Unfortunately Rothwell charnel chapel is not widely accessible as an archaeological resource, no matter how valuable it might be, because it can’t accommodate human traffic (not of the living kind, anyway) due its delicate preservation conditions. The space is tight, keeping moisture and temperature steady is a challenge, and one false move could irreparably damage the structure and human remains.

In this day and age, there are other options. The Digital Ossuary is a collaboration between the University’s archaeology and computer science departments which has captured the physical space of the charnel chapel, its proportions, where the medieval access points were, high-resolution detail of the bones which will allow osteological study that was previously impossible as well as help determine conservation practices for the long-term preservation of the charnel.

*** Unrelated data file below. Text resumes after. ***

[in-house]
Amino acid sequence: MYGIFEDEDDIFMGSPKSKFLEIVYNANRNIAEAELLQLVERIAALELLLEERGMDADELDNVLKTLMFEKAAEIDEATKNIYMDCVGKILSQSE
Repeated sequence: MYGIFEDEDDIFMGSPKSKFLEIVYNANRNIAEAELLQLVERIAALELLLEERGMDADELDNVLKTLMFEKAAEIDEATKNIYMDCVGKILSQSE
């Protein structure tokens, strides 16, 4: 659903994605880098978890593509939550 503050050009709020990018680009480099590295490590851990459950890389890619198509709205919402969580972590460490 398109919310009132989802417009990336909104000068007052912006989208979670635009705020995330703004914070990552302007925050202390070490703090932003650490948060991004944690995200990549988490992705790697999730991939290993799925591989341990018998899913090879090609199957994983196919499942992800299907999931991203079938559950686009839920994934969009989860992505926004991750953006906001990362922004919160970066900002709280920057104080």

“This new digital resource provides an opportunity for people all over the world to explore the site and helps us to preserve this fascinating window into the past for future generations.” […]

The new digital resource, together with research on the chapel, will be fed into undergraduate and postgraduate programmes for archaeology students at the University of Sheffield.

Archaeologists leading the project are also welcoming the input of researchers who might be interested in working with the model, which has been published via ORDA, the University’s file sharing platform.

And now, without further ado, here is the 3D flythrough of Rothwell Parish Church’s charnel chapel.